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graduated technologies

technologies that jStart is no longer actively working on

How jStart is leveraging distributed computing for business

Hadoop Mascot, (C) Apache FoundationRecently, jStart has promoted it's expertise in Apache™ Hadoop from an exploratory technology, to a jStart offering--in the sense that the team can help companies get started with Hadoop.

As massive amounts of data creates significant business challenges--and opportunities, jStart has been investigating how distributed computing might address some of those needs. Apache Hadoop™, an open source Apache project, is a technology which jStart has been leveraging with clients who generate significant amounts of data--data which is not being leveraged as effectively as it could be.

How Hadoop is being used today

Today, a number of jStart clients are leveraging Hadoop in conjunction with other IBM and jStart technologies. Technovated leveraged IBM's BigSheets (and with it Hadoop) to help it build a system to "build a better web" for retail. USC Annenberg's Innovation Lab used Hadoop on the back-end, and BigSheets on the front end to do everything from predicting how well movies will do on opening weekend to analyzing the Oscars, conducting sentiment analysis on premier sporting events (the Super Bowl and baseball's World Series), as well as measure sentiment in politically charged locations around the world. In short, Hadoop is being used to tackle big data analytic needs in a variety of markets for a variety of business needs.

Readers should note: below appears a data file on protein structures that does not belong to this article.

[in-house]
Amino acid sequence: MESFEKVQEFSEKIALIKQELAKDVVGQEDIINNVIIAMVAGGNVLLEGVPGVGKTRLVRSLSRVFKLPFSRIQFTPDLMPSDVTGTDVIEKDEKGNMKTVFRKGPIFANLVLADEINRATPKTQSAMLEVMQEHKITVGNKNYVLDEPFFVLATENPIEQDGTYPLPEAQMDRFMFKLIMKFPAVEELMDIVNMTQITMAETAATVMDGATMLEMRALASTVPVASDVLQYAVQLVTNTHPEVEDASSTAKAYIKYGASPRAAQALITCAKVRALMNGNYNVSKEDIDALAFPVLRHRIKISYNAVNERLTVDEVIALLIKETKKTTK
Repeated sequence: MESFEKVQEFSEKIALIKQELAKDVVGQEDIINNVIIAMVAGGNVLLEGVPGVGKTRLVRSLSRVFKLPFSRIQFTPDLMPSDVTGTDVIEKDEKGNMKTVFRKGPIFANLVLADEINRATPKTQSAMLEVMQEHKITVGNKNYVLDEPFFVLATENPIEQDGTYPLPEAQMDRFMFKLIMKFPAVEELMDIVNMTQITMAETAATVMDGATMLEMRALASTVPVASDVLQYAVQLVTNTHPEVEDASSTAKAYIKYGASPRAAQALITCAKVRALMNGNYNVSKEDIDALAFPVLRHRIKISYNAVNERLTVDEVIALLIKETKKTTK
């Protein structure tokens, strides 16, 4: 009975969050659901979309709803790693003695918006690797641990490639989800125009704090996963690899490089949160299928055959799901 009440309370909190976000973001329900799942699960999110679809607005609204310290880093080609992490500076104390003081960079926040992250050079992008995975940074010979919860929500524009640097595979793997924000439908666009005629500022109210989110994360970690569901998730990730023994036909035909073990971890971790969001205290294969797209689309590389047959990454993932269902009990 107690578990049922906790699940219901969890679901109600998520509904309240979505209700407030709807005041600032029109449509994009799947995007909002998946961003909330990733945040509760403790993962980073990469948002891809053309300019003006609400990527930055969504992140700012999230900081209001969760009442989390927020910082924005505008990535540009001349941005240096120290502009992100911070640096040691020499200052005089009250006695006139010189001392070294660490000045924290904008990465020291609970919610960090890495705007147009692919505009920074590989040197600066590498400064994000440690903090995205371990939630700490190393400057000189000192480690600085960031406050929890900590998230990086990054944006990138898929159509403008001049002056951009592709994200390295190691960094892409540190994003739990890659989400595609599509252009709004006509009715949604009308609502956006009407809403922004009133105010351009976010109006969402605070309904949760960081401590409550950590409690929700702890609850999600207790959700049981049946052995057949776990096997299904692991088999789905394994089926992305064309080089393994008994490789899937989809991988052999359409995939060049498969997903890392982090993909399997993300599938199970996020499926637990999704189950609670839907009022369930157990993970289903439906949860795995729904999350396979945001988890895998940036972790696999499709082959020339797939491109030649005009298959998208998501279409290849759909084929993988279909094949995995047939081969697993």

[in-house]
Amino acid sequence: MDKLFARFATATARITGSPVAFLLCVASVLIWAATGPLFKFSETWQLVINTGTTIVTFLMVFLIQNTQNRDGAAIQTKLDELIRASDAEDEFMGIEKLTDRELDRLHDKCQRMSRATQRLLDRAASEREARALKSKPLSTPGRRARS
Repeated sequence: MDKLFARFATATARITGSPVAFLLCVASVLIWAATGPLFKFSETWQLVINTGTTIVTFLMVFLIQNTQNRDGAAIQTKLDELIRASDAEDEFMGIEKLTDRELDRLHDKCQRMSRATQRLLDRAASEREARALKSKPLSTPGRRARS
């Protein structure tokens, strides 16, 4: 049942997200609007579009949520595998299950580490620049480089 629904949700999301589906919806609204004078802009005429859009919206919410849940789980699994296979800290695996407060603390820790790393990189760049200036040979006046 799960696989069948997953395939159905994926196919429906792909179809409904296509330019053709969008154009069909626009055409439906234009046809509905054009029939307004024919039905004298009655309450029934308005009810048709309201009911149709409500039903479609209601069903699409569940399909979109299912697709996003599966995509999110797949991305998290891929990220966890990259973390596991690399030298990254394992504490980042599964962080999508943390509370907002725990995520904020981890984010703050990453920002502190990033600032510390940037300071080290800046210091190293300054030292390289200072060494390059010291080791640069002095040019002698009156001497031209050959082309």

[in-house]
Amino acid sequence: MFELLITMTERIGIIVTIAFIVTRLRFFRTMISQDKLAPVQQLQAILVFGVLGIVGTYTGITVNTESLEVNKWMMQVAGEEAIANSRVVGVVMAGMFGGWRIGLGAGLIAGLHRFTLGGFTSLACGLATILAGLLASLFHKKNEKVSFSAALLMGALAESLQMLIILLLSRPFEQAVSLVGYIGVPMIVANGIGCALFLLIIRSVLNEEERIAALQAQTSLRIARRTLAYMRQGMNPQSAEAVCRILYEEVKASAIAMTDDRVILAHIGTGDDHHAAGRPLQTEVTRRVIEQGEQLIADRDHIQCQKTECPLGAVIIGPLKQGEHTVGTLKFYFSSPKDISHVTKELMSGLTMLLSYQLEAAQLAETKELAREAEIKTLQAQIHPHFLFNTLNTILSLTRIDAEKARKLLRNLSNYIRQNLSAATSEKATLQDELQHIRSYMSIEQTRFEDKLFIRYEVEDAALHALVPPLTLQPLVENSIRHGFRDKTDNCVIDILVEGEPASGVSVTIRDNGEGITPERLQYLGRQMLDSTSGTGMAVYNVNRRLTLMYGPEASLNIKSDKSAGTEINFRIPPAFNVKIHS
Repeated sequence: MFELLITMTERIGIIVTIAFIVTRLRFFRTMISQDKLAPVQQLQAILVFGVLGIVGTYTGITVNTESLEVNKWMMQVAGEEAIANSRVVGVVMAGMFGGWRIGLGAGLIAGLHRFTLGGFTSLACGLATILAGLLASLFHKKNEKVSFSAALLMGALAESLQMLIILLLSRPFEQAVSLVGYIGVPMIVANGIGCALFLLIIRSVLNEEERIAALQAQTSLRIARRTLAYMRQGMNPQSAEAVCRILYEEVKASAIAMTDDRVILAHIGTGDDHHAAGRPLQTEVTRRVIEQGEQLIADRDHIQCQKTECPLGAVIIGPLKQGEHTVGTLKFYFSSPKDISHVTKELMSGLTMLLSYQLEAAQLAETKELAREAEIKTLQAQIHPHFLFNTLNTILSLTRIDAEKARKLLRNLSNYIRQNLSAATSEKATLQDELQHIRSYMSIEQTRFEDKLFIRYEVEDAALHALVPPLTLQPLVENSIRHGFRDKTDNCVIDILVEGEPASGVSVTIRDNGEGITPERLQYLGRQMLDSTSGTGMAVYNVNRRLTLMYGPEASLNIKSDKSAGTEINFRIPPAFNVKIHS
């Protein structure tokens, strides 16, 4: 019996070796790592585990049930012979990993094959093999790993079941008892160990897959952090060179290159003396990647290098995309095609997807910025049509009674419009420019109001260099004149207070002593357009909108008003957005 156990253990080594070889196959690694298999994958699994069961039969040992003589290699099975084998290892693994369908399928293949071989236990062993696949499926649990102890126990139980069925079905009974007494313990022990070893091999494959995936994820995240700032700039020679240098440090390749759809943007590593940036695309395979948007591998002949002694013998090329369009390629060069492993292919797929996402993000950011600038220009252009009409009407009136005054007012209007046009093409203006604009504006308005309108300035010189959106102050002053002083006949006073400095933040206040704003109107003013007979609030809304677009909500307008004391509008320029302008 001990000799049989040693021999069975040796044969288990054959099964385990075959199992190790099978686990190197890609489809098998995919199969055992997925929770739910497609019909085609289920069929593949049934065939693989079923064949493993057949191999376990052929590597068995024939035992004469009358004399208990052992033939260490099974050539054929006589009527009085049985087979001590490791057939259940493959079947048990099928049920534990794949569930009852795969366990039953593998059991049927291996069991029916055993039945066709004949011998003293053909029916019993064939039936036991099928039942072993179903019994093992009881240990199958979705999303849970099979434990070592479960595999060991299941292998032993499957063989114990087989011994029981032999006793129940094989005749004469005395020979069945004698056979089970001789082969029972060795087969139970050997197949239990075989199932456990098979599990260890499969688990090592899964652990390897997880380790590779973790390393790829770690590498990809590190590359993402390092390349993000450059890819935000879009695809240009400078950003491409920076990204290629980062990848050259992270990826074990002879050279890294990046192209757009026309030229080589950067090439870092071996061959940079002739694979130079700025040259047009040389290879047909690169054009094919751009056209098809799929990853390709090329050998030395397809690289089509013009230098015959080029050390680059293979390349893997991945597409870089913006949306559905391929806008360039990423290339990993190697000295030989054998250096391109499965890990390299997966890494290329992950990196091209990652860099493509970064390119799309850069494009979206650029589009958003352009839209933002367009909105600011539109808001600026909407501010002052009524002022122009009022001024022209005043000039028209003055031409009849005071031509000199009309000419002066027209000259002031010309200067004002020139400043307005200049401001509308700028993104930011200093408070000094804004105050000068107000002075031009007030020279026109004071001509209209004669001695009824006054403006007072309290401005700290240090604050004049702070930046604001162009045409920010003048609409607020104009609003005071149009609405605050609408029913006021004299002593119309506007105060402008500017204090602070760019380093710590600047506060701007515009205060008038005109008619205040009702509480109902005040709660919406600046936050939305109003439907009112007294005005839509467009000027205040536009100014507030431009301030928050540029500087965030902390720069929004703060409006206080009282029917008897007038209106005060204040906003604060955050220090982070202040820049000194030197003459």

All of these scenarios illustrate situations in which tremendous amounts of data need to be processed in order to understand not only what challenges the businesses might face, but what opportunities they may reveal.

What is Hadoop?

How can business process tremendous amounts of data--and do so in an efficient and timely manner? Hadoop allows developers to create distributed applications--applications capable of running on clusters of computers. This infrastructure can then be leveraged to tackle very large data sets--by breaking up the data into "chunks" and coordinating the processing of the data out into the distributed, clustered, environment.

A diagram of a Hadoop Cluster
Image: An example of what a Hadoop Cluster infrastructure diagram might look like.

The Business Bottom Line

Hadoop applications can then process your data rapidly and fact, once the data has been distributed to the cluster, follow-up queries of the data can be handled efficiently since the data has already been distributed to the various nodes. The bottom line: businesses can finally get their arms around massive amounts of data, and mine that data for valuable insights, in a more efficient, optimized, and scalable way.